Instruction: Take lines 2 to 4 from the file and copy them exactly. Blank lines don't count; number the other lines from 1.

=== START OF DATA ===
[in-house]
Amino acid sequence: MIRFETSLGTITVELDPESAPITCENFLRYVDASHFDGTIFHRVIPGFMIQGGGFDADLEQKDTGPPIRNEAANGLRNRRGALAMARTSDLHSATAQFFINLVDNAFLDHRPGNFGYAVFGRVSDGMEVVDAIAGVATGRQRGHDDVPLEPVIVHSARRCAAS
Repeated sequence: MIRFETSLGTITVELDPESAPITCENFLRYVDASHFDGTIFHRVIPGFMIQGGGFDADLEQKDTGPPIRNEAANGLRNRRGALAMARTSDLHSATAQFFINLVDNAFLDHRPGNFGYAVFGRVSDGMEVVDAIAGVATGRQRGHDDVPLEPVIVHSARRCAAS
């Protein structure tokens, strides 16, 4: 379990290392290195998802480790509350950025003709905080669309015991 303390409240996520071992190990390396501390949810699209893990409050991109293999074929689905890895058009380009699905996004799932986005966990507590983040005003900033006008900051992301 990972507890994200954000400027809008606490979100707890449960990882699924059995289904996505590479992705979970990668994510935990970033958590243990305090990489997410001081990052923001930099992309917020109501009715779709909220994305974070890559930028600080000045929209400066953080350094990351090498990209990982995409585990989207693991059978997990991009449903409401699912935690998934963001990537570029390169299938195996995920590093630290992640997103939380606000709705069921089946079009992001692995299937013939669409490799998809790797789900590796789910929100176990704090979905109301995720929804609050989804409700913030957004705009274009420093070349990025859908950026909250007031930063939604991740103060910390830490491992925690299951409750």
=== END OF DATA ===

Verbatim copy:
Amino acid sequence: MIRFETSLGTITVELDPESAPITCENFLRYVDASHFDGTIFHRVIPGFMIQGGGFDADLEQKDTGPPIRNEAANGLRNRRGALAMARTSDLHSATAQFFINLVDNAFLDHRPGNFGYAVFGRVSDGMEVVDAIAGVATGRQRGHDDVPLEPVIVHSARRCAAS
Repeated sequence: MIRFETSLGTITVELDPESAPITCENFLRYVDASHFDGTIFHRVIPGFMIQGGGFDADLEQKDTGPPIRNEAANGLRNRRGALAMARTSDLHSATAQFFINLVDNAFLDHRPGNFGYAVFGRVSDGMEVVDAIAGVATGRQRGHDDVPLEPVIVHSARRCAAS
């Protein structure tokens, strides 16, 4: 379990290392290195998802480790509350950025003709905080669309015991 303390409240996520071992190990390396501390949810699209893990409050991109293999074929689905890895058009380009699905996004799932986005966990507590983040005003900033006008900051992301 990972507890994200954000400027809008606490979100707890449960990882699924059995289904996505590479992705979970990668994510935990970033958590243990305090990489997410001081990052923001930099992309917020109501009715779709909220994305974070890559930028600080000045929209400066953080350094990351090498990209990982995409585990989207693991059978997990991009449903409401699912935690998934963001990537570029390169299938195996995920590093630290992640997103939380606000709705069921089946079009992001692995299937013939669409490799998809790797789900590796789910929100176990704090979905109301995720929804609050989804409700913030957004705009274009420093070349990025859908950026909250007031930063939604991740103060910390830490491992925690299951409750």